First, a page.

We think there is potential for gold-backed crypto. For a full discussion, see “Where Bullion Meets Blockchain”: http://www.lbma.org.uk/assets/alchemist/Alchemist_87/Alch87Coghill.pdf.

Fundstrat’s Tom Lee, a supporter of crypto, has created five indices. One of those baskets contains 300 cryptocurrencies. Lee says, “The indices are designed to accurately reflect the comparative price performance of Bitcoin and other crypto-currencies.” Lee favors the “larger-cap crypto-currencies from a tactical positioning perspective.”

And now the explosion in crypto has taken on a new coloration with the launch of a fund of funds. See this Bloomberg story for details:  https://www.bloomberg.com/news/articles/2017-10-24/crypto-fund-of-funds-emerges-as-digital-coin-sector-explodes.

So far there is no index of gold-backed cryptocurrencies. Tom Lee is the crypto pioneer but not with gold backed included.  They are probably too new and too small. We shall see if that changes. We shall see if ETFs follow those indices.

We note that the world’s gold supply is finite. The central banks of the world hold about 18% of the entire world’s gold. They count it as part of their reserves. The government of China has been a constant buyer of gold and is now the sixth largest governmental gold holder in the world. The largest is the US, followed by Germany, the IMF, Italy, and France. Add Russia (right behind China) and Switzerland and you have just named the holders of about two thirds of the worlds’ officially held gold reserves.

From what we can see, no central bank uses a cryptocurrency as a reserve at this time. Tom Lee believes that they will start doing so once the total crypto asset class exceeds $500 billion in value.

So where do all the emerging developments in crypto leave us today?

Crypto is rapidly expanding. Other than for the new gold-backed entrants, the value of cryptocurrencies is unknown and highly volatile. Meanwhile, the gold price has been slowly rising for the last couple of years, and its volatility is usually tied to a weakening or strengthening US dollar movement in the foreign exchange markets.

Evolution is fascinating to watch, and we are seeing it. We do have a small position in the gold miner ETF in our US dollar-based portfolios.

David R. Kotok
Chairman and Chief Investment Officer
Email | Bio


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U3 or U6: Bob Brusca or Joel Naroff

We are privileged to invite readers to a serious debate and discussion. Recently we published two pieces in which we tried to describe markets in terms of metaphors. We thank readers for their many thoughtful responses.

In the second “metaphor” piece we incorporated three charts prepared by Bob Brusca, an economist and longtime friend. Another longtime friend who is also an economist, Joel Naroff, replied and disagreed with Bob. The result is reproduced below, unedited by me. We thank both of our friends for outlining their views and for giving us permission to make them public.

Here is the link to the second metaphor piece, in which I used Bob’s work: http://www.cumber.com/markets-metaphors-labor-data/.

Below is Joel’s reply to that commentary, and following that is Bob’s response, in which he disagrees with Joel. We hope readers enjoy the articulation of these different views.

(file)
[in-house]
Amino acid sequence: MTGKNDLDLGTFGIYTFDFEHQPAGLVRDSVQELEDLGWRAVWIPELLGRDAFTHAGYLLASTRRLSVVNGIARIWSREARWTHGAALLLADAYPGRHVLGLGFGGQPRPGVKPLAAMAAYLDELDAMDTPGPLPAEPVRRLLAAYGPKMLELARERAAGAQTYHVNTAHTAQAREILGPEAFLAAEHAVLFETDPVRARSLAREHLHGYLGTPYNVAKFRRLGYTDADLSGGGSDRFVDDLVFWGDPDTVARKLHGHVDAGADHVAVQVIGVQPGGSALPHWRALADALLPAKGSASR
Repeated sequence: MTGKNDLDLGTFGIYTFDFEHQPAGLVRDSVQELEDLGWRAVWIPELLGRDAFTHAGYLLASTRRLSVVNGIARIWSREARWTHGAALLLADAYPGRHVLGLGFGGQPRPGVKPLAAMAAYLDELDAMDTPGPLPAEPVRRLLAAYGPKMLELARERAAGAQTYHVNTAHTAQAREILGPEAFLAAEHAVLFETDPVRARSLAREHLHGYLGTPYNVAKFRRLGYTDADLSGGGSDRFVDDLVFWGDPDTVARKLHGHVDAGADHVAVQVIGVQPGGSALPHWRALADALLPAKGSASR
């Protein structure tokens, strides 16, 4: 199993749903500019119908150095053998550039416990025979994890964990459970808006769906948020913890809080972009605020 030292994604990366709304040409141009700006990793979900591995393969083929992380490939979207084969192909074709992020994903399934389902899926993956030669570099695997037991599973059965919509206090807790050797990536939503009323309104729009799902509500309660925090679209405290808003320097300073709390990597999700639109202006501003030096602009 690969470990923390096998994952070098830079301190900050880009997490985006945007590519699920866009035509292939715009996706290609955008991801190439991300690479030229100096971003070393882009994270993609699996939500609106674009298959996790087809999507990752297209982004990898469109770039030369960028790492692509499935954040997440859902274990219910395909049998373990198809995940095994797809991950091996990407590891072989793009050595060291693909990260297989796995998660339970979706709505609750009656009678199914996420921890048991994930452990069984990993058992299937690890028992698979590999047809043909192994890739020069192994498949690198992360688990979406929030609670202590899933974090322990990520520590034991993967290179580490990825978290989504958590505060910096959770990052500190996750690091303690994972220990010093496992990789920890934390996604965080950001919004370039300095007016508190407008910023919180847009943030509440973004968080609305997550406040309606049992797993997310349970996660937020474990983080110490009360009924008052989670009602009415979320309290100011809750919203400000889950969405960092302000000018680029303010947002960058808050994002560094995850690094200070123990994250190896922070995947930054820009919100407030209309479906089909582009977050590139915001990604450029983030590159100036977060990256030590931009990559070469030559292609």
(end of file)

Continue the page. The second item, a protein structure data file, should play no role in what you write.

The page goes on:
David R. Kotok
Chairman and Chief Investment Officer
Email | Bio


From Joel Naroff:

David:

Thank you for writing this piece and thank Bob for the research. You have provided the platform for me to make my favorite arguments why the participation rate and U-6 are irrelevant.

Let’s start with the participation rate. If you believe that the decline in the rate explains the decline in the U-3 rate, then you have to be consistent when the participation rate rose.

Consider the period January 1977 to January 1981. The participation rate rose 2.3 points. Using the Brusca rule, there should have been roughly a 2.1 percentage point rise in the unemployment rate. But during that time, the unemployment rate fell as much as 2.3 percentage points and ended up, after four years, down 0.3 percentage points.

So, what are the data telling us about the economy between January 1977 and January 1981? First of all, after four years, you can reasonably say that the unemployment rate was down 2.4 percentage points (2.1 points from the rise in the participation rate and 0.3 from the actual fall in the U-3 rate). That is a really outstanding performance. Also, the unemployment rate averaged 6.6%, which is 1.3 percentage points below where it was in January 1977. Given the huge rise in the participation rate, that is an awesome performance.

In other words, using the participation rate, we now know the answer to Ronald Reagan’s famous question: “Are you better off today than four years ago?” The answer is unambiguously yes. Congratulations, you have made Jimmy Carter an economic guru!

And then there is the U-6, which some call the real unemployment rate and I call the really stupid unemployment rate. One of the major components of the U-6 is the number of people who want full-time jobs but cannot get them. To make comparisons over time, you have to assume there has been no structural shift in the usage of part-time vs. full-time workers. But we know that businesses have been moving toward a higher usage of part-timers as they can more effectively employ them at lower costs.